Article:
The subject is the actor of the sentence, the person or thing doing the action. The verb is the ‘doing word’, the action of the sentence. The object is the element of the sentence that is acted on, that the verb is directed towards.
A simple example:
Jenny loves painting.
“Jenny” is the subject, “loves” is the verb, and “painting” is the object.
Whilst “painting” is itself a verb, in this sentence it plays the part of the object because it is that which the verb (“loves”) is directed towards.
Most sentences are not as simple as “Jenny loves painting”, however, and will contain a number of verbs, actors and objects. In your native language, you will probably know that a sentence is incomplete, even if you cannot explain why. This is because you have grown up surrounded by that language and have absorbed its rules in practice, even if you do not know what those rules are in theory. But when you are writing sentences for an academic essay, you will probably find that you are using more complicated sentences. Thus it will help you to write correct and clear sentences if you are able to identify the main subject, verb, and object of a sentence, i.e. the essential information the sentence is conveying.
Even though she enrolled on the course because she wanted to learn print-making, it is painting that Jenny really loves.
Despite the additional information and other verbs (“enrolled”, “wanted”, “learn”), the main verb is “loves” and the main object is “painting”.
Bear in mind that the main verb may be connected to “to do”, or “to be”, which in English are irregular verbs. The different forms of “to be” are notoriously difficult – here is a helpful guide to its conjugations.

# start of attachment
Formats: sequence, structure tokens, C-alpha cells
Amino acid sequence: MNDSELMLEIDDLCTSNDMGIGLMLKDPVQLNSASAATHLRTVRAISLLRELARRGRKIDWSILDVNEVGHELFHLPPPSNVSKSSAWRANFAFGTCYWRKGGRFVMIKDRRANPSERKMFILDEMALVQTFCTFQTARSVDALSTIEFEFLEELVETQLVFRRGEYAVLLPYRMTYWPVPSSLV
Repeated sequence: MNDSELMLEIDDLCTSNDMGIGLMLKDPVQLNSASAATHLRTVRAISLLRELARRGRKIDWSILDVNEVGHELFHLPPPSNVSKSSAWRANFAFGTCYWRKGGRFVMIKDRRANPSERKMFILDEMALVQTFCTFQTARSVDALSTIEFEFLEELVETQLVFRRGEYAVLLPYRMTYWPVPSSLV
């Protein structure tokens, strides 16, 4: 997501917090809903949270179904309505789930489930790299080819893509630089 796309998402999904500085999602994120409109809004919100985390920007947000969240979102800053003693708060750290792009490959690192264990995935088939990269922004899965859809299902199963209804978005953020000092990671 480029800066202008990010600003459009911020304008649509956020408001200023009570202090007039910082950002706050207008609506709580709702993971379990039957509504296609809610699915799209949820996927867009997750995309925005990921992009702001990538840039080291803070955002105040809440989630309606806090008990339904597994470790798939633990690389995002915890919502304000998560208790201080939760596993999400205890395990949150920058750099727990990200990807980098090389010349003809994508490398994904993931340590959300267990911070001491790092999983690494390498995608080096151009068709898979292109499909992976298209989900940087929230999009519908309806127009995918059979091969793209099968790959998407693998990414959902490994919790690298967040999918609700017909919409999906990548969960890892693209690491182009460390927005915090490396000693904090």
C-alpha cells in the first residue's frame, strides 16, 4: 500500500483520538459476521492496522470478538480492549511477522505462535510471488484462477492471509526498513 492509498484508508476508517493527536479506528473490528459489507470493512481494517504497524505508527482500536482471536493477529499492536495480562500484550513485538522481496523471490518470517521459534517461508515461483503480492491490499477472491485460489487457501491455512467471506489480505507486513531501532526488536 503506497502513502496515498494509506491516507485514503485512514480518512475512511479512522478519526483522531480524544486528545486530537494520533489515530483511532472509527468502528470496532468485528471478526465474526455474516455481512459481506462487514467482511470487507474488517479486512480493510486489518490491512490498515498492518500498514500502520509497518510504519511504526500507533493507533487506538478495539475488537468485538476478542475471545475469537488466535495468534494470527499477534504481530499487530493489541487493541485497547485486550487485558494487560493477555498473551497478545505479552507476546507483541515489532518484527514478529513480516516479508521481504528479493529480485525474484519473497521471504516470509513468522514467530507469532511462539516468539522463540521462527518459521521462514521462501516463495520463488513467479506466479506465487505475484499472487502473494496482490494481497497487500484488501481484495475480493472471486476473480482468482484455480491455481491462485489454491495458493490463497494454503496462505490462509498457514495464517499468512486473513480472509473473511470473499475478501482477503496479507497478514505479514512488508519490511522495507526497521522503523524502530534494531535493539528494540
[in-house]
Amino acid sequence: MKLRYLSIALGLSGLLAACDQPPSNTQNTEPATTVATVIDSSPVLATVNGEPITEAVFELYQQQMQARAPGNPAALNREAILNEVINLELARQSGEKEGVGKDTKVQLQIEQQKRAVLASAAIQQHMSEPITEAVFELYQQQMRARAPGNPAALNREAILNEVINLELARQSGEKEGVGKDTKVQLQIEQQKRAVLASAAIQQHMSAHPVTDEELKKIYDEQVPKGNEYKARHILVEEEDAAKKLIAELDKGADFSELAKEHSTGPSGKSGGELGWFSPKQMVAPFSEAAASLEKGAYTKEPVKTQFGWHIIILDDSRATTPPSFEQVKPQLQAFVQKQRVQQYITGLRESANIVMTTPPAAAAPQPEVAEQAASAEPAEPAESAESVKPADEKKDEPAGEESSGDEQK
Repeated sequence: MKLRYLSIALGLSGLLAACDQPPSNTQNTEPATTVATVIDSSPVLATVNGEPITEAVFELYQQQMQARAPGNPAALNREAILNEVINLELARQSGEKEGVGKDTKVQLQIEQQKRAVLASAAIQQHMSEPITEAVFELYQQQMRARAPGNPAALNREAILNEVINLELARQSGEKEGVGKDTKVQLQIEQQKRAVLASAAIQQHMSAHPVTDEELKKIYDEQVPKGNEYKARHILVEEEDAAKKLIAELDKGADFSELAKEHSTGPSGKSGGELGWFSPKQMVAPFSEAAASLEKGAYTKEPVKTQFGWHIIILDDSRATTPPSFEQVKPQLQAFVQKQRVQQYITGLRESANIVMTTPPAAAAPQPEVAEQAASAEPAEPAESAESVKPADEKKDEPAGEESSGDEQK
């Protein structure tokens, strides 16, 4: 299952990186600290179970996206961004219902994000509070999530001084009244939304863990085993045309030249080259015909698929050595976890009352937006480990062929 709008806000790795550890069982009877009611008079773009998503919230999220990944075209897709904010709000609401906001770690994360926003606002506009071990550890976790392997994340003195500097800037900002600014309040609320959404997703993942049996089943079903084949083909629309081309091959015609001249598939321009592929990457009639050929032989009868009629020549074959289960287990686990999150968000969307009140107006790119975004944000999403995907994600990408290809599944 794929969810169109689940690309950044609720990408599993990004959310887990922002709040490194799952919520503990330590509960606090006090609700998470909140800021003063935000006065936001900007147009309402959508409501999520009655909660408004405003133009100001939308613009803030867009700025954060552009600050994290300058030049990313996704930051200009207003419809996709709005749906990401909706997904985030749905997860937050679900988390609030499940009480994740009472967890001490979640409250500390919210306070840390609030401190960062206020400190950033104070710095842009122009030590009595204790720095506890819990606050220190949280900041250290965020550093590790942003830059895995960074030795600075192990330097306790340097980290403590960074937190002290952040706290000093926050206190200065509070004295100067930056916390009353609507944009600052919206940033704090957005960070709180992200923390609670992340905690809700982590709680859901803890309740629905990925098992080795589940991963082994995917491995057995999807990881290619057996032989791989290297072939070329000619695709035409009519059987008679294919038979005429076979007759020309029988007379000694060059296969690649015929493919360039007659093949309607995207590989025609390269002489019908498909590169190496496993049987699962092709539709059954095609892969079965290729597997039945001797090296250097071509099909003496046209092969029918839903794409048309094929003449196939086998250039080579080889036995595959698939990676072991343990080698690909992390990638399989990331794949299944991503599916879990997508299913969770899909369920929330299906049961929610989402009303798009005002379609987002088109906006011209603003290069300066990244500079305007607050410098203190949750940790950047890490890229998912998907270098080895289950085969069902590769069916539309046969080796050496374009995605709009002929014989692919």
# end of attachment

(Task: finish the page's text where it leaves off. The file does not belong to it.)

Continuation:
If a sentence does not have a subject or a complete main verb, then it is grammatically incorrect. Your word-processing software may underline it in green and say “Fragment (consider revising)”!
Art of all kinds on display.
This can be made correct by completing the verb: “Art of all kinds was on display”, or by changing “art of all kinds” from the subject to the object by adding a subject: “I saw art of all kinds on display”.
A common grammatical error is subject-verb disagreement, when plural subjects take a singular verb and vice versa. Even first language English speakers may make mistakes in sentences with multiple clauses (see below) or those with compound subjects (i.e. “Jenny and her friends”): here is a US university’s guide to getting it right. You may also struggle with consistency of verb tenses, i.e. making sure that the present, past or future tense of a verb is consistent with the other verbs in the sentence. Purdue University’s resource has good advice on this.